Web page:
The Politics of Apology

First published in The Pioneer, February 23, 2013

What happened that dark, deadly day in 1919 in Amritsar is now part of official Indian history: at least 1,000 people – innocent men, women and children – were killed on the orders of General Reginald Dyer. These 1,000 or so “martyrs” were among the 15,000 people gathered to protest the prohibitory orders by the British barring all public demonstrations and meetings. The British feared conspiracy and trouble following the 1917 Russian revolution and passed the 1919 Rowlatt Act muzzling Indian protests. The British provide a lower count (379 dead and 1,100 wounded), to lessen their guilt and culpability and to oppose claims made by the Indian National Congress. Dyer was forced to retire but received a hero’s welcome back home in Britain where he was feted and rewarded. Rabindranath Tagore, shaken by the brutality of the British, and the response of those who sought to reward Dyer for his actions, renounced his knighthood. This is what most Indian children learn in school, and Jallianwala Bagh has now come to symbolize British cussedness and brutality in India, and the Indian willingness to sacrifice lives in the cause of freedom.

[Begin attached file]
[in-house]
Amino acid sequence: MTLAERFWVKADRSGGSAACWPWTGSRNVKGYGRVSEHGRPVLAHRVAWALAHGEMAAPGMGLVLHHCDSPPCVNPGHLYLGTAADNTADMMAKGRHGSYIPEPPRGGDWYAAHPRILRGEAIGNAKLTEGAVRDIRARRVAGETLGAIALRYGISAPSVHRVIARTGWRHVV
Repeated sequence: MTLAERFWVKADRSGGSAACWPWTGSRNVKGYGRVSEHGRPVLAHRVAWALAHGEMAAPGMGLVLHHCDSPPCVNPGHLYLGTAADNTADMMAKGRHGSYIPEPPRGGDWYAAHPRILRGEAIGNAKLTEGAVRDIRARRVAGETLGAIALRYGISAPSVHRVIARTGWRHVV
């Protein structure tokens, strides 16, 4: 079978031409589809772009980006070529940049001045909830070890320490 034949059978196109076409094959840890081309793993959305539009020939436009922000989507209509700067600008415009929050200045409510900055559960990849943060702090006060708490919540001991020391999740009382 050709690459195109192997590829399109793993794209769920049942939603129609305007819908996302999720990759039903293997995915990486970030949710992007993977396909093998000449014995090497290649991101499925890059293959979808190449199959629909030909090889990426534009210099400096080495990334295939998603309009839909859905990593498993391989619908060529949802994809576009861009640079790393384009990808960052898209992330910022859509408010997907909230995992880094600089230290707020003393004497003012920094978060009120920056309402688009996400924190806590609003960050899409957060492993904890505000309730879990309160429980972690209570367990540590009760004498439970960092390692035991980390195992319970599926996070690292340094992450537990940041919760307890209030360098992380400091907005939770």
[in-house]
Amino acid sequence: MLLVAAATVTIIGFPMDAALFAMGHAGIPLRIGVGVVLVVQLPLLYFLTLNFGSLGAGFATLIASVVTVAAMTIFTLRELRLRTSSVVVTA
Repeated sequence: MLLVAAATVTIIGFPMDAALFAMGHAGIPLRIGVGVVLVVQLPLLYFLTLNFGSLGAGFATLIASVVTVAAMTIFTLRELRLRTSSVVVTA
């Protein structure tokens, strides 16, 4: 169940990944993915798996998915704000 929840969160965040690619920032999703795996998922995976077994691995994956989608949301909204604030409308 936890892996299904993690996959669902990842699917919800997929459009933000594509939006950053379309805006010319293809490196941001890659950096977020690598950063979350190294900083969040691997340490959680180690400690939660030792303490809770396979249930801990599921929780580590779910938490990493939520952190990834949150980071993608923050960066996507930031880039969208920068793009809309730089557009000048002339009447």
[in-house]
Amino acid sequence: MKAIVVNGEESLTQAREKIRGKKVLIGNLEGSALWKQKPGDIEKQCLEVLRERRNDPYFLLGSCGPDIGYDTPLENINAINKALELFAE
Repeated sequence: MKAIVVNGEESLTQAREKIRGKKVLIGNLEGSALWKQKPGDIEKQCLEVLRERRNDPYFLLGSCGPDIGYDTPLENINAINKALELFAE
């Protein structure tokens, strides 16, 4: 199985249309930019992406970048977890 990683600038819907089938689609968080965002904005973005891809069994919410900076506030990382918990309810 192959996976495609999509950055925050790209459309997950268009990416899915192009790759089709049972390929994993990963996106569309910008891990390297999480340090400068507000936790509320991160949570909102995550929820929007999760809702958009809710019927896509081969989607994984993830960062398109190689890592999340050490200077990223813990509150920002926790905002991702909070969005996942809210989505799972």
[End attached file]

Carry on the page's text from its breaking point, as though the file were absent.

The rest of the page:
The British, in India, approved of Dyer’s actions while both Churchill and Asquith condemned them in London. The cold-blooded Dyer, interrogated by the Hunter Commission, said he would have used machine guns if his armored vehicles could have made their way through the narrow entrance ways to the meeting place, and that he did not bother to tend to the wounded because hospitals were open and the Indians could go there if they needed help. The Hunter Commission unanimously condemned Dyer’s actions. But many in Britain led by Rudyard Kipling no less, who pitched in with 50 pounds, raised 26,000 pounds which they presented to the General on his return. And for all those who argue that women are more humane, it should be pointed out that a 13-women committee was set up in England to present the “Saviour of the Punjab with the sword of honour and a purse”. Udham Singh, 21 years later, in 1940, assassinated the former Lieutenant Governor of Punjab, Michael O’Dwyer, who had approved of Dyer’s brutal action. Gandhi and Nehru condemned the assassination but hailed Udham Singh for his courage. This part of the story is rarely told or only briefly mentioned in Indian school textbooks.